Main Content
The Storm
The Storm

“I am not afraid of storms, for I am learning how to sail my ship.”
—Louisa May Alcott

Rewind to when I was in elementary school. My family went to see my oldest brother in a ballet recital one evening. I don’t remember much about the duet he performed, except that it was a beautiful and tragic story: beloveds torn asunder, perhaps even a death. I was moved to tears. Unfortunately, I didn’t know what to do with such vulnerability, so when my parents asked me what was wrong, I told them I had a stomachache. Much safer than admitting I was sad.

Fast forward to my early 20s. For the first time, I went to therapy to try to deal with some past trauma. Week after week, I’d share stories about my experiences, and week after week, my therapist would ask me, “And how did that make you feel?” I’d proceed to tell her how I’d come to understand the motivations of the people involved and make some sense of what had happened. At some point, she once again asked me (with only the tiniest trace of exasperation), “But how did it make you feel?” I stopped short. I realized I had no idea. It was as though the entire emotional soundtrack of my life was blank.

Fast forward to the beginning of my year-long chaplain residency at an urban hospital. In that first month, we had an overwhelming number of 24-hour on-call assignments. This required staying overnight at the chaplain’s room at the hospital, which meant I spent many nights away from my then-18-month-old son. One evening when I was home, he started wailing, utterly inconsolable. I tried to comfort him but he didn’t want to be touched. So I just sat on the floor with him, told him over and over that I understood why he was so upset, reassured him it was okay to be angry with me, and watched my own heart shatter on the ground. Before too long, his crying subsided. I was still a wreck, but he had passed to the other side of his storm.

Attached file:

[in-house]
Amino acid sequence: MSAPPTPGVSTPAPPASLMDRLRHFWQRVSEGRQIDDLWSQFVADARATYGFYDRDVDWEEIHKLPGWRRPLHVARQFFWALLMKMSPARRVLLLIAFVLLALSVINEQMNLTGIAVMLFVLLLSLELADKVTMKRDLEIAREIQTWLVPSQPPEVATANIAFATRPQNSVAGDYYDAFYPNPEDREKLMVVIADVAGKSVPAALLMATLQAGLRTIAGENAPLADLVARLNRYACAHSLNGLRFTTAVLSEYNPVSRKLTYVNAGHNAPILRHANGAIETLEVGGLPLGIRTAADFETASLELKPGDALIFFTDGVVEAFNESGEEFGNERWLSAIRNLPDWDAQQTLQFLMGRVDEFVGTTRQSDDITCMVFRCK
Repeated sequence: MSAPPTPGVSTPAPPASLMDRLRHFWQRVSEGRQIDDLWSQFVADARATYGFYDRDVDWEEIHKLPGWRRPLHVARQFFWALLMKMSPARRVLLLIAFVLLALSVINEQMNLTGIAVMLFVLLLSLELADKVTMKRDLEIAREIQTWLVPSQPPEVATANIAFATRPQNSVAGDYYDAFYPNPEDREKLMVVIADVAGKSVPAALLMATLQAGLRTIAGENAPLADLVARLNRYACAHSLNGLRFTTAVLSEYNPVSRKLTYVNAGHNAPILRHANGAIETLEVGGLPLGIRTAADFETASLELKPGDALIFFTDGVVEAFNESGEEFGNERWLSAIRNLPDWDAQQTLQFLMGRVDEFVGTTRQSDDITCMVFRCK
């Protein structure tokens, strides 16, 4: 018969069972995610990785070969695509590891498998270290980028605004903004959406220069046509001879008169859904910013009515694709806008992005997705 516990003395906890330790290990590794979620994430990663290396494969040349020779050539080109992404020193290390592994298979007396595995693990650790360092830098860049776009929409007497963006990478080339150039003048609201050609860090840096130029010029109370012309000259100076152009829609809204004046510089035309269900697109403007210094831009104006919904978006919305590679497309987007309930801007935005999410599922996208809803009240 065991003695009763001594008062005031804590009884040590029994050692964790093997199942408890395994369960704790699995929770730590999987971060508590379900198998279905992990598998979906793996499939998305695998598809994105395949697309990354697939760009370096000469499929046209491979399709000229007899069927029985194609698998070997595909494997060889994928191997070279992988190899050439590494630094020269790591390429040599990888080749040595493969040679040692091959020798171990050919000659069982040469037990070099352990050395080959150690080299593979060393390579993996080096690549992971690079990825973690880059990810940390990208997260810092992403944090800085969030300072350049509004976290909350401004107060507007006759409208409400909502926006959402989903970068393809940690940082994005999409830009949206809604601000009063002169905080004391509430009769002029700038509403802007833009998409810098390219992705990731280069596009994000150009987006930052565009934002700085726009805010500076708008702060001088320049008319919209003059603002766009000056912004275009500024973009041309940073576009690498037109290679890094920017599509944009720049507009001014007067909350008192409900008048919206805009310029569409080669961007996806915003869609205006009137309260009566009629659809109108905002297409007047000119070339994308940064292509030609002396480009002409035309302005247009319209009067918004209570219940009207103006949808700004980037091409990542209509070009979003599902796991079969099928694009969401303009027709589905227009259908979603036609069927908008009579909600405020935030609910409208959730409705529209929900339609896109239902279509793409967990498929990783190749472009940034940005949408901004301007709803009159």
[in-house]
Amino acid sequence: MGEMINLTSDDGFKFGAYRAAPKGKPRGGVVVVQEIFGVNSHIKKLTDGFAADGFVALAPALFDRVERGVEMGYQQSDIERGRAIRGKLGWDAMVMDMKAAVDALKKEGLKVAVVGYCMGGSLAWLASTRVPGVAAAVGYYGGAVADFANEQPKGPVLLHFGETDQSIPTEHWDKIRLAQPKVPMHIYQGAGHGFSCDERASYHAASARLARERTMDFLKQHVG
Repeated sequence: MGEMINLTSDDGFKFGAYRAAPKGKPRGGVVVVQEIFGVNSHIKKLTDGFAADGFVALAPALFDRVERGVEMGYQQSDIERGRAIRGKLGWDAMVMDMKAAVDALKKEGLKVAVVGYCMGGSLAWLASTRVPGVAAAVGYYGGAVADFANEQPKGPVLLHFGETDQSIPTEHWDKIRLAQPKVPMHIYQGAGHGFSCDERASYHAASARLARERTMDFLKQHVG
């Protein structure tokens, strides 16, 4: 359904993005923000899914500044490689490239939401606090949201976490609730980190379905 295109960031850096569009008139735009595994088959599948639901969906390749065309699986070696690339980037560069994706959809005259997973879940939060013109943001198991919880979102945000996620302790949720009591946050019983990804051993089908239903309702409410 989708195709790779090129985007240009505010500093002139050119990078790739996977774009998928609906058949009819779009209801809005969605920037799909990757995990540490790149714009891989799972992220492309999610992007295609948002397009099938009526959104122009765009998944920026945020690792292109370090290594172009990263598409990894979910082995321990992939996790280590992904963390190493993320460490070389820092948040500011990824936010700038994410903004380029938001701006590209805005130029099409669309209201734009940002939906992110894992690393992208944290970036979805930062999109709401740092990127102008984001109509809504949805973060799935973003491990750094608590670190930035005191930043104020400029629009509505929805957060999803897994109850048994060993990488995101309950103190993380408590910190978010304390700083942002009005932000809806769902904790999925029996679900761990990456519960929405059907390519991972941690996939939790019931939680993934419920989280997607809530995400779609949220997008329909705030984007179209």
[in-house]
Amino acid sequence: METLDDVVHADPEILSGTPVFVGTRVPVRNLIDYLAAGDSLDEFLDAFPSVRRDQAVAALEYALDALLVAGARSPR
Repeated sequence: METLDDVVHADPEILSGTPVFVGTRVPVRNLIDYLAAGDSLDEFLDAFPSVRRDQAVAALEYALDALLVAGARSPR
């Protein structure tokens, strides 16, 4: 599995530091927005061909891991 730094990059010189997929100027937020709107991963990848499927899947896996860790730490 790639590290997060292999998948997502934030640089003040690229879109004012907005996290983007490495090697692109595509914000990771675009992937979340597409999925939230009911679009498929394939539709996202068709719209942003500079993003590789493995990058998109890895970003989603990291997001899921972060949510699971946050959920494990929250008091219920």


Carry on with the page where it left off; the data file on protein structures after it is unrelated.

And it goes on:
My beliefs call me to respect the wisdom of the mind, body, spirit, and feelings. Emotional tempests aren’t always easy to weather — pain, grief, disappointment, even love — but the flatness of life without such currents is the slow silence of drowning.

Prayer
Love That Will Not Let Us Go, help us to feel whatever we feel and to honor the lessons we find there. As we navigate the waters that buffet our hearts, be with us and keep us moving forward. Remind us that the fastest way past the storm is right through the middle. Amen and blessed be.

About the Author

  • Rev. Lindasusan V. Ulrich is a minister, writer, musician, and activist dedicated to a vision of radical inclusion in both language and action. She currently serves as Assistant Minister at the First Unitarian Universalist Congregation of Ann Arbor.

Like, Share, Print, or Explore

For more information contact braverwiser@uua.org.

Find everything tagged: